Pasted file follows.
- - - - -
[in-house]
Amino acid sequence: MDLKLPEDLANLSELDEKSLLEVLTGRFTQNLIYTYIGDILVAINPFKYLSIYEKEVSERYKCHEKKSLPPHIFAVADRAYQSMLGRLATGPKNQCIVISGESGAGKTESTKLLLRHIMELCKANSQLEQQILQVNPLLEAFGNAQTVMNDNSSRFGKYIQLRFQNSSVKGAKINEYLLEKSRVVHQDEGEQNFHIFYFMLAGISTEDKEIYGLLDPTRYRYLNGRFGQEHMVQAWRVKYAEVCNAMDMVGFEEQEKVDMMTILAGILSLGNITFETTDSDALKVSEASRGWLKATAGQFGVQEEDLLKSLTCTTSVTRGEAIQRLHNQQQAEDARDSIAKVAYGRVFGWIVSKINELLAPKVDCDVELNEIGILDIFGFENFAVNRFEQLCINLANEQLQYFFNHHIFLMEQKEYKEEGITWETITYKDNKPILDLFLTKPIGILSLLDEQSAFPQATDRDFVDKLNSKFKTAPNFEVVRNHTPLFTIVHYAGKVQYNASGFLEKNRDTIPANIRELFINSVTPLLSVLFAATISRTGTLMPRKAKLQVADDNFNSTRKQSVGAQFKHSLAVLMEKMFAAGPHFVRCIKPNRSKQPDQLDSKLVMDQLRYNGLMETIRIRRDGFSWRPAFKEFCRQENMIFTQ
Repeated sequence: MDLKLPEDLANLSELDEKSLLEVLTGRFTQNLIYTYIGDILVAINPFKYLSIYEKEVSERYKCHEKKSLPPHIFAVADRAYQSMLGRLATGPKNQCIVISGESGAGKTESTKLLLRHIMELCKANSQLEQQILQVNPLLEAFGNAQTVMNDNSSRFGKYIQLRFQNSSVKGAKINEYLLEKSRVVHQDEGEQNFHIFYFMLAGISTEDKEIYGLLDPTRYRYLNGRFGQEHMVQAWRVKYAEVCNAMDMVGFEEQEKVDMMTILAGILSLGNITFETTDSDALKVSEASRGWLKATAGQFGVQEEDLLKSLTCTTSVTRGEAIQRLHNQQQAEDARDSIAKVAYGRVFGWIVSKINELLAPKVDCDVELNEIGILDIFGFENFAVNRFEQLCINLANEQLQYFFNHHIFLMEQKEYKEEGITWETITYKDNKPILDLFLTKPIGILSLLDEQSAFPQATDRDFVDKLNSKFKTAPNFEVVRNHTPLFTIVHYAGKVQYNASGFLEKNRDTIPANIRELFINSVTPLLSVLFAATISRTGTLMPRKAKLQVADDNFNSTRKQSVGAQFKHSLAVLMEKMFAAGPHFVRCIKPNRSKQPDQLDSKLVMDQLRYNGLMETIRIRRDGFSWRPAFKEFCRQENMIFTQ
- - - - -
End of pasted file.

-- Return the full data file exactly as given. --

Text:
[in-house]
Amino acid sequence: MDLKLPEDLANLSELDEKSLLEVLTGRFTQNLIYTYIGDILVAINPFKYLSIYEKEVSERYKCHEKKSLPPHIFAVADRAYQSMLGRLATGPKNQCIVISGESGAGKTESTKLLLRHIMELCKANSQLEQQILQVNPLLEAFGNAQTVMNDNSSRFGKYIQLRFQNSSVKGAKINEYLLEKSRVVHQDEGEQNFHIFYFMLAGISTEDKEIYGLLDPTRYRYLNGRFGQEHMVQAWRVKYAEVCNAMDMVGFEEQEKVDMMTILAGILSLGNITFETTDSDALKVSEASRGWLKATAGQFGVQEEDLLKSLTCTTSVTRGEAIQRLHNQQQAEDARDSIAKVAYGRVFGWIVSKINELLAPKVDCDVELNEIGILDIFGFENFAVNRFEQLCINLANEQLQYFFNHHIFLMEQKEYKEEGITWETITYKDNKPILDLFLTKPIGILSLLDEQSAFPQATDRDFVDKLNSKFKTAPNFEVVRNHTPLFTIVHYAGKVQYNASGFLEKNRDTIPANIRELFINSVTPLLSVLFAATISRTGTLMPRKAKLQVADDNFNSTRKQSVGAQFKHSLAVLMEKMFAAGPHFVRCIKPNRSKQPDQLDSKLVMDQLRYNGLMETIRIRRDGFSWRPAFKEFCRQENMIFTQ
Repeated sequence: MDLKLPEDLANLSELDEKSLLEVLTGRFTQNLIYTYIGDILVAINPFKYLSIYEKEVSERYKCHEKKSLPPHIFAVADRAYQSMLGRLATGPKNQCIVISGESGAGKTESTKLLLRHIMELCKANSQLEQQILQVNPLLEAFGNAQTVMNDNSSRFGKYIQLRFQNSSVKGAKINEYLLEKSRVVHQDEGEQNFHIFYFMLAGISTEDKEIYGLLDPTRYRYLNGRFGQEHMVQAWRVKYAEVCNAMDMVGFEEQEKVDMMTILAGILSLGNITFETTDSDALKVSEASRGWLKATAGQFGVQEEDLLKSLTCTTSVTRGEAIQRLHNQQQAEDARDSIAKVAYGRVFGWIVSKINELLAPKVDCDVELNEIGILDIFGFENFAVNRFEQLCINLANEQLQYFFNHHIFLMEQKEYKEEGITWETITYKDNKPILDLFLTKPIGILSLLDEQSAFPQATDRDFVDKLNSKFKTAPNFEVVRNHTPLFTIVHYAGKVQYNASGFLEKNRDTIPANIRELFINSVTPLLSVLFAATISRTGTLMPRKAKLQVADDNFNSTRKQSVGAQFKHSLAVLMEKMFAAGPHFVRCIKPNRSKQPDQLDSKLVMDQLRYNGLMETIRIRRDGFSWRPAFKEFCRQENMIFTQ